Hepatic Impairment: The effect of mild to moderate hepatic disease on the pharmacokinetics of subcutaneously administered sumatriptan has been evaluated. There were no significant differences in the pharmacokinetics of subcutaneously administered sumatriptan in moderately hepatically impaired subjects compared with healthy controls. The pharmacokinetics of subcutaneously administered sumatriptan in patients with severe hepatic impairment has not been studied. The use of Sumatriptan Succinate Injection in this population is contraindicated [see Contraindications (4)].

    Race: The systemic clearance and Cmax of sumatriptan were similar in black (n = 34) and Caucasian (n = 38) healthy male subjects.

    Drug Interaction Studies: Monoamine Oxidase-A Inhibitors: In a trial of 14 healthy females, pretreatment with an MAO-A inhibitor decreased the clearance of sumatriptan, resulting in a 2-fold increase in the area under the sumatriptan plasma concentration-time curve (AUC), corresponding to a 40% increase in elimination half-life.

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  • 13 NONCLINICAL TOXICOLOGY

    13.1 Carcinogenesis, Mutagenesis, Impairment of Fertility

    Carcinogenesis: In carcinogenicity studies, rats and mice were given sumatriptan by oral gavage. Mice were dosed for 78 weeks and rats were dosed for 104 weeks. Average exposures achieved in mice receiving the highest dose were approximately 110 times the exposure attained in humans after the maximum recommended single dose of 6 mg. The highest dose to rats was approximately 260 times the maximum single dose of 6 mg on a mg/m2 basis. There was no evidence of an increase in tumors in either species related to sumatriptan administration.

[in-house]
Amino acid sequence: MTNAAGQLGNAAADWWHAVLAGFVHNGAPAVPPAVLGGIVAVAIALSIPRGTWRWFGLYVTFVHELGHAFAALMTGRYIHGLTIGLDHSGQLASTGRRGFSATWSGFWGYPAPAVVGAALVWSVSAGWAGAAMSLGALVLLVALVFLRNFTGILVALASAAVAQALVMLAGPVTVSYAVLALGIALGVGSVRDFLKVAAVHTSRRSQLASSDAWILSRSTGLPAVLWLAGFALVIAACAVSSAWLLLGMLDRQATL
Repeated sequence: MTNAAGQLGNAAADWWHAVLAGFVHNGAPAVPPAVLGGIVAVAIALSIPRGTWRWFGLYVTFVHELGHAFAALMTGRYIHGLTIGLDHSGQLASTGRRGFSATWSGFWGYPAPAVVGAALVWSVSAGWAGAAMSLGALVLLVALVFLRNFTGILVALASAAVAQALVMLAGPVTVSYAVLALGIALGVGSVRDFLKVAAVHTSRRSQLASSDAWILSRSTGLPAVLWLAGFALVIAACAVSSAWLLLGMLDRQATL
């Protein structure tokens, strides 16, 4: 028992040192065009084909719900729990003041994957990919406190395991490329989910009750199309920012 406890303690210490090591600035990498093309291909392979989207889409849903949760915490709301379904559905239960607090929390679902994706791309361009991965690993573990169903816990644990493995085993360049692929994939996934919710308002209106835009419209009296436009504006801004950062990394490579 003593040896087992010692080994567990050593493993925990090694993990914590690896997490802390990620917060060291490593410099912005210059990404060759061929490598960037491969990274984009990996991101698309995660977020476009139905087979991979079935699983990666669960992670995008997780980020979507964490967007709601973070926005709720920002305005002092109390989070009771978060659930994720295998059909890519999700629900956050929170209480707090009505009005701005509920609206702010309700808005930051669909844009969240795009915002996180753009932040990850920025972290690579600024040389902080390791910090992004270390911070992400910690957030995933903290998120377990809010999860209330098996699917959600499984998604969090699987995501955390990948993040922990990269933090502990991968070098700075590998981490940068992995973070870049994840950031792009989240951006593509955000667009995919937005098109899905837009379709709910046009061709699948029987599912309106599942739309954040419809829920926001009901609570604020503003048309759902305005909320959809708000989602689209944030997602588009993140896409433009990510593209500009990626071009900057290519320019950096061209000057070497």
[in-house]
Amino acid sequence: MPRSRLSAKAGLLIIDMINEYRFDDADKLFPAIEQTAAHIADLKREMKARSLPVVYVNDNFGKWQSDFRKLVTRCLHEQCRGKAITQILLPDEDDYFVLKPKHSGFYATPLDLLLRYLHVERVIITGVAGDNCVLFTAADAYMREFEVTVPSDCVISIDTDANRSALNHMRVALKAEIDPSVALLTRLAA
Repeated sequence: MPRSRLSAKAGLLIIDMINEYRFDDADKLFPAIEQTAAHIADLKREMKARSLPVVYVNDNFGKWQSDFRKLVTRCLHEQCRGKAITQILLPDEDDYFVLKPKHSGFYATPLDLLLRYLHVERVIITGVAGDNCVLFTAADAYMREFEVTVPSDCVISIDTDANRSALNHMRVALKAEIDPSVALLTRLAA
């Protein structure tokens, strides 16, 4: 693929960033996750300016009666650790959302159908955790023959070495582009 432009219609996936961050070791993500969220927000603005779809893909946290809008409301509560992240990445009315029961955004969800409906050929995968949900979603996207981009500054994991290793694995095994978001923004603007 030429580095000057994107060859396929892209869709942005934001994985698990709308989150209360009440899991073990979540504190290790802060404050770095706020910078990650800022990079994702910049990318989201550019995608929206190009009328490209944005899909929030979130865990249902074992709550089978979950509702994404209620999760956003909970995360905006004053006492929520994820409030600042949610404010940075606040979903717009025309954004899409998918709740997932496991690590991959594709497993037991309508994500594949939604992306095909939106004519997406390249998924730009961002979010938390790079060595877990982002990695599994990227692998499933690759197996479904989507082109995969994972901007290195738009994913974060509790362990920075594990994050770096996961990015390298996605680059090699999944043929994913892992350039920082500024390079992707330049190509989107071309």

Mutagenesis: Sumatriptan was not mutagenic in the presence or absence of metabolic activation when tested in 2 gene mutation assays (the Ames test and the in vitro mammalian Chinese hamster V79/HGPRT assay). It was not clastogenic in 2 cytogenetics assays (the in vitro human lymphocyte assay and the in vivo rat micronucleus assay).

    Impairment of Fertility: A fertility study (Segment I) by the subcutaneous route, during which male and female rats were dosed daily with sumatriptan prior to and throughout the mating period, has shown no evidence of impaired fertility at doses equivalent to approximately 100 times the maximum recommended single human dose of 6 mg on a mg/m2 basis. However, following oral administration, a treatment-related decrease in fertility, secondary to a decrease in mating, was seen for rats treated with 50 and 500 mg/kg/day. The no-effect dose for this finding was approximately 8 times the maximum recommended single human dose of 6 mg on a mg/m2 basis. It is not clear whether the problem is associated with the treatment of males or females or both.

    13.2 Animal Toxicology and/or Pharmacology